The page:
One of the main stories this past summer transfer window was the fact that after the early Premier League transfer deadline, English clubs could still lose their stars, leaving them no chance to find the proper replacements.
Fortunately, this could change shortly, as they could soon vote to re-extend the summer transfer deadline back to its former closing date at the end of August. This will bring the division back in line with the rest of Europe, only two years after a majority agreed to implement a self-imposed early deadline.
Back in 2017, Premier League sides decided to place the summer deadline to register new players the day before the start of the season in 2018 and 2019. This has racked up a lot of bad comments, especially this year, when this situation was more visible.
Even Tottenham Hotspur’s boss Mauricio Pochettino expressed his frustration with the early deadline, urging the league to fix the ‘massive mistake’.
Players like Christian Eriksen, Jan Vertonghen and Toby Alderweireld were linked with a move away from Tottenham after the transfer deadline. Manchester United’s Paul Pogba was also rumored to be leaving Old Trafford, which raised a lot of criticism.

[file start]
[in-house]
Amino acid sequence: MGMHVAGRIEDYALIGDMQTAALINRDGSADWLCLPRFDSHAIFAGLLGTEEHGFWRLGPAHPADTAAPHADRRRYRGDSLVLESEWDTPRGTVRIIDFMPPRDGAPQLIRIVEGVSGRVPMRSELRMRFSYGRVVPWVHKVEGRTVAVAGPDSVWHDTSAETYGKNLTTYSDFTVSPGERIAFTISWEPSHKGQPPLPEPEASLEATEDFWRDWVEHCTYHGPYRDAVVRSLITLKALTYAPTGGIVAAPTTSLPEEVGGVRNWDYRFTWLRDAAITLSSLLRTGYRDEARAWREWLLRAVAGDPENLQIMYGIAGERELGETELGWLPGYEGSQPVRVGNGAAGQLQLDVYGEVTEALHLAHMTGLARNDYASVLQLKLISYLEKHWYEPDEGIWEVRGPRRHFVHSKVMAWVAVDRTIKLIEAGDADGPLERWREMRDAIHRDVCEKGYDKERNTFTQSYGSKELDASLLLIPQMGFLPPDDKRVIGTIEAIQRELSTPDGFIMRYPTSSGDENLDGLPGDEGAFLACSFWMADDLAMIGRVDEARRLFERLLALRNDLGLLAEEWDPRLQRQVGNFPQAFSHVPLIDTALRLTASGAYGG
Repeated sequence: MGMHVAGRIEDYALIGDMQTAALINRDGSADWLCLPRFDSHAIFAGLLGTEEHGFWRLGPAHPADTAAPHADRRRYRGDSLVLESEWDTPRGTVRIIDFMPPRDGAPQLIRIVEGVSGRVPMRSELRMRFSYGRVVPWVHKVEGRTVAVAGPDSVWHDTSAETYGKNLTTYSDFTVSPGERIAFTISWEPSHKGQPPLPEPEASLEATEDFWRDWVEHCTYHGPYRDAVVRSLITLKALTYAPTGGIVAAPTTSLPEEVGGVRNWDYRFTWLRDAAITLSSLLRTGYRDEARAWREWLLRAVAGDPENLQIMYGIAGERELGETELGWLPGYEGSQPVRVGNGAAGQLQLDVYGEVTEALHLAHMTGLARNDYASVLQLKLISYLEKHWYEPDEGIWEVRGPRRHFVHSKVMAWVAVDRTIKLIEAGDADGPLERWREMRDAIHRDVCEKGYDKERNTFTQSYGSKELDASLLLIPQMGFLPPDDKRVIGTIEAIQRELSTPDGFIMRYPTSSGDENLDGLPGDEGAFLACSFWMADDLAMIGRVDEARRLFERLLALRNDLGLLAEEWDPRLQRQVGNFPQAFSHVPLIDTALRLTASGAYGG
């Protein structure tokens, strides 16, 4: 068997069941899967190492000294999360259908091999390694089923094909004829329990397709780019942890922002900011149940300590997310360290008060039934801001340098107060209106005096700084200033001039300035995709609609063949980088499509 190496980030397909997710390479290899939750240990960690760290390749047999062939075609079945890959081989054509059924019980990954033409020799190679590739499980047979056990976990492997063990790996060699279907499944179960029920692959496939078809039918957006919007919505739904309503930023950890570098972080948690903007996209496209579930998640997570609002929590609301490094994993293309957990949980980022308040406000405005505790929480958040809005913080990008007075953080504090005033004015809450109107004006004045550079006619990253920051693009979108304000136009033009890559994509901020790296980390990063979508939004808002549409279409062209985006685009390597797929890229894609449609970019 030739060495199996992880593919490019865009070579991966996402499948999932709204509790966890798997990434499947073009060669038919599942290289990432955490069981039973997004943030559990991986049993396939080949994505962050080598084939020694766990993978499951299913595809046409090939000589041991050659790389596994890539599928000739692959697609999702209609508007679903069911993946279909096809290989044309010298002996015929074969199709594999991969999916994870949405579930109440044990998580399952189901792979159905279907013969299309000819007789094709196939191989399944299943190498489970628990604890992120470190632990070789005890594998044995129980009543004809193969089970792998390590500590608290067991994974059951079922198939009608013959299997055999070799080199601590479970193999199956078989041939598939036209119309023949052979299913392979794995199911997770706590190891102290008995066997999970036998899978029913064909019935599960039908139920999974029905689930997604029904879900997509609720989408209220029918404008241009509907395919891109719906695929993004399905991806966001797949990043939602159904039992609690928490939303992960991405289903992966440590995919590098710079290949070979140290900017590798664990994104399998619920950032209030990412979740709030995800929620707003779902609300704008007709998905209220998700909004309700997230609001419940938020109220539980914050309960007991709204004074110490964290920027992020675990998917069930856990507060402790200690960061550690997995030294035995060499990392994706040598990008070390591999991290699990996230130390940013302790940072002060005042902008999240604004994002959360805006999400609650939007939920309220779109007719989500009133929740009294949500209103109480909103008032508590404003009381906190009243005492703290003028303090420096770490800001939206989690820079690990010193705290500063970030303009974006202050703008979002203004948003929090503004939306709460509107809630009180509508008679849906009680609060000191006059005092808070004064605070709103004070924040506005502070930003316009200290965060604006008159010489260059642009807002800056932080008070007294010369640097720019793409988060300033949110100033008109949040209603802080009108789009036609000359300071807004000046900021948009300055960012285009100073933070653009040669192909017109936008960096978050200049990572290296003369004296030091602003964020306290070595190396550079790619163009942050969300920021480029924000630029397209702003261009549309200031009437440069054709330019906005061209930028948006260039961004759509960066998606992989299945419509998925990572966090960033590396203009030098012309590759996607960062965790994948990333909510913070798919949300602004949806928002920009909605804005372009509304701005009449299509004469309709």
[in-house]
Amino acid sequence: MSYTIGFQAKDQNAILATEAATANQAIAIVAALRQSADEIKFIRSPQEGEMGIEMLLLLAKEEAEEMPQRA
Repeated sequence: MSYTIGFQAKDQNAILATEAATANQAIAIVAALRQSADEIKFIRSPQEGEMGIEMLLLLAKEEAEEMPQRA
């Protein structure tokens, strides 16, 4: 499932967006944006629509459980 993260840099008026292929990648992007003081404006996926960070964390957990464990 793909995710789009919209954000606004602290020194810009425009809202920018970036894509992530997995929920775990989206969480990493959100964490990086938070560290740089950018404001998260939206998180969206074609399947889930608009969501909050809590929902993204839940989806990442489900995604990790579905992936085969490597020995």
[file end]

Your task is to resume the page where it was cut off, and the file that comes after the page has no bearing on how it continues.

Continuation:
Now, however, it looks like Pochettino is not alone, and there’s been growing support to revert back to the way things were and The Times reports this matter will be discussed in a Premier League meeting on 12 September.
The current Champions League champions, Liverpool, are specifically named as having joined the movement to re-extend the summer deadline to fall in line with the rest of Europe. Besides the Reds, Manchester United, Manchester City and other unnamed clubs are backing the re-extension of the transfer deadline.
The Times notes that 11 of the 20 member clubs must support the motion for it to pass.
Two years ago, when the original vote was held, only five clubs voted to keep the later deadline. Manchester City, Manchester United, Swansea, Crystal Palace, and Watford. Burnley abstained and the other 14 clubs voted for the early deadline, including Liverpool and Tottenham.